Your hand will be on the neck of your enemies,
your father’s sons will bow down before you.
49:9 You are a lion’s cub, Judah,
from the prey, my son, you have gone up.
He crouches and lies down like a lion;
like a lioness – who will rouse him?
49:10 The scepter will not depart from Judah,
nor the ruler’s staff from between his feet, 2
until he comes to whom it belongs; 3
the nations will obey him. 4
49:11 Binding his foal to the vine,
and his colt to the choicest vine,
he will wash 5 his garments in wine,
his robes in the blood of grapes.
49:12 His eyes will be dark from wine,
and his teeth white from milk. 6
1 sn There is a wordplay here; the name Judah (יְהוּדָה, yÿhudah) sounds in Hebrew like the verb translated praise (יוֹדוּךָ, yodukha). The wordplay serves to draw attention to the statement as having special significance.
2 tn Or perhaps “from his descendants,” taking the expression “from between his feet” as a euphemism referring to the genitals. In this case the phrase refers by metonymy to those who come forth from his genitals, i.e., his descendants.
3 tn The Hebrew form שִׁילֹה (shiloh) is a major interpretive problem. There are at least four major options (with many variations and less likely alternatives): (1) Some prefer to leave the text as it is, reading “Shiloh” and understanding it as the place where the ark rested for a while in the time of the Judges. (2) By repointing the text others arrive at the translation “until the [or “his”] ruler comes,” a reference to a Davidic ruler or the Messiah. (3) Another possibility that does not require emendation of the consonantal text, but only repointing, is “until tribute is brought to him” (so NEB, JPS, NRSV), which has the advantage of providing good parallelism with the following line, “the nations will obey him.” (4) The interpretation followed in the present translation, “to whom it [belongs]” (so RSV, NIV, REB), is based on the ancient versions. Again, this would refer to the Davidic dynasty or, ultimately, to the Messiah.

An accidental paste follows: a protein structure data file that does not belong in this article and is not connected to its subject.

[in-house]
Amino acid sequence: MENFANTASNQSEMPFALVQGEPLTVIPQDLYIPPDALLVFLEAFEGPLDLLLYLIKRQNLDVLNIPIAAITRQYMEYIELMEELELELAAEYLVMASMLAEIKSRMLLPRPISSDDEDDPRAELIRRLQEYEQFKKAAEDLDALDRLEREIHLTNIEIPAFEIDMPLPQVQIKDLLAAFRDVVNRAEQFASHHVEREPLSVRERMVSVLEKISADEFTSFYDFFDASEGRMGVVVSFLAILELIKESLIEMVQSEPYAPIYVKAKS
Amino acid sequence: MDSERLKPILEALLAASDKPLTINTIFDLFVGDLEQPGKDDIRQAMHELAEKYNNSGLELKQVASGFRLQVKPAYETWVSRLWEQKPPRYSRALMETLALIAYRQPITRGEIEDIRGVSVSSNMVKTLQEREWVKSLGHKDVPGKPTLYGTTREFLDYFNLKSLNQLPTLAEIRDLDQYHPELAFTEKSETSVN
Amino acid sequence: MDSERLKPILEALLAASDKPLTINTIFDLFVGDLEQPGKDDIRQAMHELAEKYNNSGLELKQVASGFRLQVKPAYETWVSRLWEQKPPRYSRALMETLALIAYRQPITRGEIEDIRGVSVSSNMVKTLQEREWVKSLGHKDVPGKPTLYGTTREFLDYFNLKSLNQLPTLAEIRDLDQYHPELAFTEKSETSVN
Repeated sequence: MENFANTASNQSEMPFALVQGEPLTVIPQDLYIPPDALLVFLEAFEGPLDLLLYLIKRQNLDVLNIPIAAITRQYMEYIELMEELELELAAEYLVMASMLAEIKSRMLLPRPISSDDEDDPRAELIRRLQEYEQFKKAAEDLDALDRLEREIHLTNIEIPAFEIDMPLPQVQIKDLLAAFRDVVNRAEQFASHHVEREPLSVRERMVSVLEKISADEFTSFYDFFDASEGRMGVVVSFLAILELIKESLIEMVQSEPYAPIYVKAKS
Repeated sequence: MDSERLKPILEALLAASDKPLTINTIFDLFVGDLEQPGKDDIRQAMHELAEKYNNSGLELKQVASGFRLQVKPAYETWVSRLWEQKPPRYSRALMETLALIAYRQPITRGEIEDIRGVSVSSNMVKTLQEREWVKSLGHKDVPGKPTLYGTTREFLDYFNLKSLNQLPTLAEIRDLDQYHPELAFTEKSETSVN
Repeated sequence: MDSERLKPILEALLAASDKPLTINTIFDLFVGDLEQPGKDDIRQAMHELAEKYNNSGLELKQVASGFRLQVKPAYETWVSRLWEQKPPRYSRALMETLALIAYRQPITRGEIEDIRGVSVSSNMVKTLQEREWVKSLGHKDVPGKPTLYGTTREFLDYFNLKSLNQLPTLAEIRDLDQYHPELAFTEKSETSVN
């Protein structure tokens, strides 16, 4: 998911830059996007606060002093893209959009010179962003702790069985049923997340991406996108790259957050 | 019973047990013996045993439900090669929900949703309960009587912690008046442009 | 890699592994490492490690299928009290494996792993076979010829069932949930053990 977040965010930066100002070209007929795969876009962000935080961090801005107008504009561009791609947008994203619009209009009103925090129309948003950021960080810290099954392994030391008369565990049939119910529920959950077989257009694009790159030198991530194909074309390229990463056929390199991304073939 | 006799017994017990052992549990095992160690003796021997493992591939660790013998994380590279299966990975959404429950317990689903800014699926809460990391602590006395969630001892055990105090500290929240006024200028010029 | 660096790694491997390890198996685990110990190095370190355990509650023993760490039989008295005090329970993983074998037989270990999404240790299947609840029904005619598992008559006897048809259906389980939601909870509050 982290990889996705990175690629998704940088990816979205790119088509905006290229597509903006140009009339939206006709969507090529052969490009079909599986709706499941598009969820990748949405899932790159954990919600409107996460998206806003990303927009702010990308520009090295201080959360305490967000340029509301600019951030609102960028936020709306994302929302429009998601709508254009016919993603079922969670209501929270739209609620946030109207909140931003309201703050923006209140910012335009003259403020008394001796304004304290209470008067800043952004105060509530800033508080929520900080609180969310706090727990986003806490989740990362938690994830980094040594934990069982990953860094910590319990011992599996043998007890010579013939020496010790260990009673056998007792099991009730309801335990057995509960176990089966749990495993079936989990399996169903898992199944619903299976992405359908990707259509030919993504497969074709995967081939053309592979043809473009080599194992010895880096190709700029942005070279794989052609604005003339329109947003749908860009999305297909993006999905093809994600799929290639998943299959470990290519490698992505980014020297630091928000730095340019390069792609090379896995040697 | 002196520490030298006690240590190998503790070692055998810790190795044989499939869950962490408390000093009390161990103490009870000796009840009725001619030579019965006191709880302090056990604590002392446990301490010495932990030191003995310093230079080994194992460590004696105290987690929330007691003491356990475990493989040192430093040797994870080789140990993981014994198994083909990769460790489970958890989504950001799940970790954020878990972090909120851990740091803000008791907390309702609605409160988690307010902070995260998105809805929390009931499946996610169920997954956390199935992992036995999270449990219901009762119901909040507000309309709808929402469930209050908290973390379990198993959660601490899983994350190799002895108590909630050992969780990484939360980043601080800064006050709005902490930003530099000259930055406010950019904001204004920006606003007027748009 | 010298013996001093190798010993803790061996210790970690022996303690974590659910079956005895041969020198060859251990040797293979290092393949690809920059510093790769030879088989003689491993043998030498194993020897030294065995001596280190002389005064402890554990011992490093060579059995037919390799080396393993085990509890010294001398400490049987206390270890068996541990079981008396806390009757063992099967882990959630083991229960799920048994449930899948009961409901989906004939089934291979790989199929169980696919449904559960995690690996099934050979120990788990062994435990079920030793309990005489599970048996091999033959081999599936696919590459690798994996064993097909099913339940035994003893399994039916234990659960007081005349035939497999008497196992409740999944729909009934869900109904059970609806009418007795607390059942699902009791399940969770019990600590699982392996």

4 tn “and to him [will be] the obedience of the nations.” For discussion of this verse see J. Blenkinsopp, “The Oracle of Judah and the Messianic Entry,” JBL 80 (1961): 55-64; and E. M. Good, “The ‘Blessing’ on Judah,” JBL 82 (1963): 427-32.
5 tn The perfect verbal form is used rhetorically, describing coming events as though they have already taken place.
6 tn Some translate these as comparatives, “darker than wine…whiter than milk,” and so a reference to his appearance (so NEB, NIV, NRSV). But if it is in the age of abundance, symbolized by wine and milk, then the dark (i.e., red or perhaps dull) eyes would be from drinking wine, and the white teeth from drinking milk.